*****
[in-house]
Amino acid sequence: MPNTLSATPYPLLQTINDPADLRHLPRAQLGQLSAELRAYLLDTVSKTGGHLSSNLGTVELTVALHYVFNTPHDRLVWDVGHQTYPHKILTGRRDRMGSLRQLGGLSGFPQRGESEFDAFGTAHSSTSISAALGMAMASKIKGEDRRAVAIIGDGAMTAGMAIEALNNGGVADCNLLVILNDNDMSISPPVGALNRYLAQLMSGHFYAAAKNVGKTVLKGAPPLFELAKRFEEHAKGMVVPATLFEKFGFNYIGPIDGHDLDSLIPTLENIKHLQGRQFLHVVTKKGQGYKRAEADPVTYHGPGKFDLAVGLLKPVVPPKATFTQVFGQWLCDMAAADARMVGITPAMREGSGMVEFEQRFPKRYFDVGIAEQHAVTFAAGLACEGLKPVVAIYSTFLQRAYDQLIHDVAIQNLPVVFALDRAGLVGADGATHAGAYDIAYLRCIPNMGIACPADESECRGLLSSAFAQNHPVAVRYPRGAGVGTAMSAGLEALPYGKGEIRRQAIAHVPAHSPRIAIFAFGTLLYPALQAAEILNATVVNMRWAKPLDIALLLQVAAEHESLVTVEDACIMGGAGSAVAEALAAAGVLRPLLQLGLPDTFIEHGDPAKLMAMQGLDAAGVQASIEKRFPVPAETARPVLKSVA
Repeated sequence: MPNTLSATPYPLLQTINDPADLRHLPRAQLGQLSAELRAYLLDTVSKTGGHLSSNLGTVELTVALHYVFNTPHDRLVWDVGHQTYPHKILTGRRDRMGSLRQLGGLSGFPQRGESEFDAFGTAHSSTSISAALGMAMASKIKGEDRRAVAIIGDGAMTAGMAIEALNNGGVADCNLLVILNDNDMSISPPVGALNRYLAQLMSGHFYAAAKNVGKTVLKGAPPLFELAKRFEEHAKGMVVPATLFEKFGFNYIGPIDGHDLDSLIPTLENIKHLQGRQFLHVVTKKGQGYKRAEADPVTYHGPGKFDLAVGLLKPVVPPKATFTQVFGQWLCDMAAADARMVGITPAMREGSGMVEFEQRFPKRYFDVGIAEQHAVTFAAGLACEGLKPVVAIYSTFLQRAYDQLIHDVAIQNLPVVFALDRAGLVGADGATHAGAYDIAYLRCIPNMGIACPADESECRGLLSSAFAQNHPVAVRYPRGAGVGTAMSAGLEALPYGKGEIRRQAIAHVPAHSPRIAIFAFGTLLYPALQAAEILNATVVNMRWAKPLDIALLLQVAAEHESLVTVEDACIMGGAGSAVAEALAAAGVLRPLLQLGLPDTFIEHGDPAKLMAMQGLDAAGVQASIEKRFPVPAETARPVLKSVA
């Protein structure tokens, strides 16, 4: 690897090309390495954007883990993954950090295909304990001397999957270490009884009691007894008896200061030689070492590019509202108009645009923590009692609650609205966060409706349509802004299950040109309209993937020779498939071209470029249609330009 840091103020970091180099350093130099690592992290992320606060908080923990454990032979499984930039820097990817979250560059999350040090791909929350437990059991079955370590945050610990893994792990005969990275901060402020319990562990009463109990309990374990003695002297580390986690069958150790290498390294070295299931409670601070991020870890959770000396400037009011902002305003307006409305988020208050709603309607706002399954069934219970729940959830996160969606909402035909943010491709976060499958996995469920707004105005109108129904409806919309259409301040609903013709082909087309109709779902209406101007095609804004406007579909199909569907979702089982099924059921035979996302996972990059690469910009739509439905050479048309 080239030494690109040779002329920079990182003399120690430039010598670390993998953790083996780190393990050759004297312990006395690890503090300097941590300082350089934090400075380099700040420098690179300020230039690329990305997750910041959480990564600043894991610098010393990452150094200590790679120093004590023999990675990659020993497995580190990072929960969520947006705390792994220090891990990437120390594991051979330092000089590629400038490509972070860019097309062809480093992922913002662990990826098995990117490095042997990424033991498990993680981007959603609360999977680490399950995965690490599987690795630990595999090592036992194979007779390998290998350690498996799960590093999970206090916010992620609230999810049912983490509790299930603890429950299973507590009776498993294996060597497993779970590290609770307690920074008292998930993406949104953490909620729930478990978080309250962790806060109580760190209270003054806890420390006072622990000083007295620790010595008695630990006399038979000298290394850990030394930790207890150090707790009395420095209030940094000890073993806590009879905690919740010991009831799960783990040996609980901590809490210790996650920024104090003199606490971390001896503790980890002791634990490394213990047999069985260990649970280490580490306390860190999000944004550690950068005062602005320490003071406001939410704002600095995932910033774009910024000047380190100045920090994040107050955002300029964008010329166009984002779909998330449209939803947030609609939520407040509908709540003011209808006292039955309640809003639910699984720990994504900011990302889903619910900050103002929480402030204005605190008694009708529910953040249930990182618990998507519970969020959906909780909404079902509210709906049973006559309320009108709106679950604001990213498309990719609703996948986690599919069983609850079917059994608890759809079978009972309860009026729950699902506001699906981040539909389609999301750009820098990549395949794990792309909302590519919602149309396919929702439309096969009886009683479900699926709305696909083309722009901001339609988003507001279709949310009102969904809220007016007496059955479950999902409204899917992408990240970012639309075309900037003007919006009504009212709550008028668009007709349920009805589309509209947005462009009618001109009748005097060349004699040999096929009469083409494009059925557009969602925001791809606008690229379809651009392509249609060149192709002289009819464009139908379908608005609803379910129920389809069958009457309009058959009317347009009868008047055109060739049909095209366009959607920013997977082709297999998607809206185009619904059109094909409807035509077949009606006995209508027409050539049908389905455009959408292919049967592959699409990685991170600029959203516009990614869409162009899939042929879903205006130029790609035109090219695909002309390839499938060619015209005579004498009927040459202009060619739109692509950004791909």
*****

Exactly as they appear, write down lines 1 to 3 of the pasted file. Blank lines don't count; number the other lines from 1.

[in-house]
Amino acid sequence: MPNTLSATPYPLLQTINDPADLRHLPRAQLGQLSAELRAYLLDTVSKTGGHLSSNLGTVELTVALHYVFNTPHDRLVWDVGHQTYPHKILTGRRDRMGSLRQLGGLSGFPQRGESEFDAFGTAHSSTSISAALGMAMASKIKGEDRRAVAIIGDGAMTAGMAIEALNNGGVADCNLLVILNDNDMSISPPVGALNRYLAQLMSGHFYAAAKNVGKTVLKGAPPLFELAKRFEEHAKGMVVPATLFEKFGFNYIGPIDGHDLDSLIPTLENIKHLQGRQFLHVVTKKGQGYKRAEADPVTYHGPGKFDLAVGLLKPVVPPKATFTQVFGQWLCDMAAADARMVGITPAMREGSGMVEFEQRFPKRYFDVGIAEQHAVTFAAGLACEGLKPVVAIYSTFLQRAYDQLIHDVAIQNLPVVFALDRAGLVGADGATHAGAYDIAYLRCIPNMGIACPADESECRGLLSSAFAQNHPVAVRYPRGAGVGTAMSAGLEALPYGKGEIRRQAIAHVPAHSPRIAIFAFGTLLYPALQAAEILNATVVNMRWAKPLDIALLLQVAAEHESLVTVEDACIMGGAGSAVAEALAAAGVLRPLLQLGLPDTFIEHGDPAKLMAMQGLDAAGVQASIEKRFPVPAETARPVLKSVA
Repeated sequence: MPNTLSATPYPLLQTINDPADLRHLPRAQLGQLSAELRAYLLDTVSKTGGHLSSNLGTVELTVALHYVFNTPHDRLVWDVGHQTYPHKILTGRRDRMGSLRQLGGLSGFPQRGESEFDAFGTAHSSTSISAALGMAMASKIKGEDRRAVAIIGDGAMTAGMAIEALNNGGVADCNLLVILNDNDMSISPPVGALNRYLAQLMSGHFYAAAKNVGKTVLKGAPPLFELAKRFEEHAKGMVVPATLFEKFGFNYIGPIDGHDLDSLIPTLENIKHLQGRQFLHVVTKKGQGYKRAEADPVTYHGPGKFDLAVGLLKPVVPPKATFTQVFGQWLCDMAAADARMVGITPAMREGSGMVEFEQRFPKRYFDVGIAEQHAVTFAAGLACEGLKPVVAIYSTFLQRAYDQLIHDVAIQNLPVVFALDRAGLVGADGATHAGAYDIAYLRCIPNMGIACPADESECRGLLSSAFAQNHPVAVRYPRGAGVGTAMSAGLEALPYGKGEIRRQAIAHVPAHSPRIAIFAFGTLLYPALQAAEILNATVVNMRWAKPLDIALLLQVAAEHESLVTVEDACIMGGAGSAVAEALAAAGVLRPLLQLGLPDTFIEHGDPAKLMAMQGLDAAGVQASIEKRFPVPAETARPVLKSVA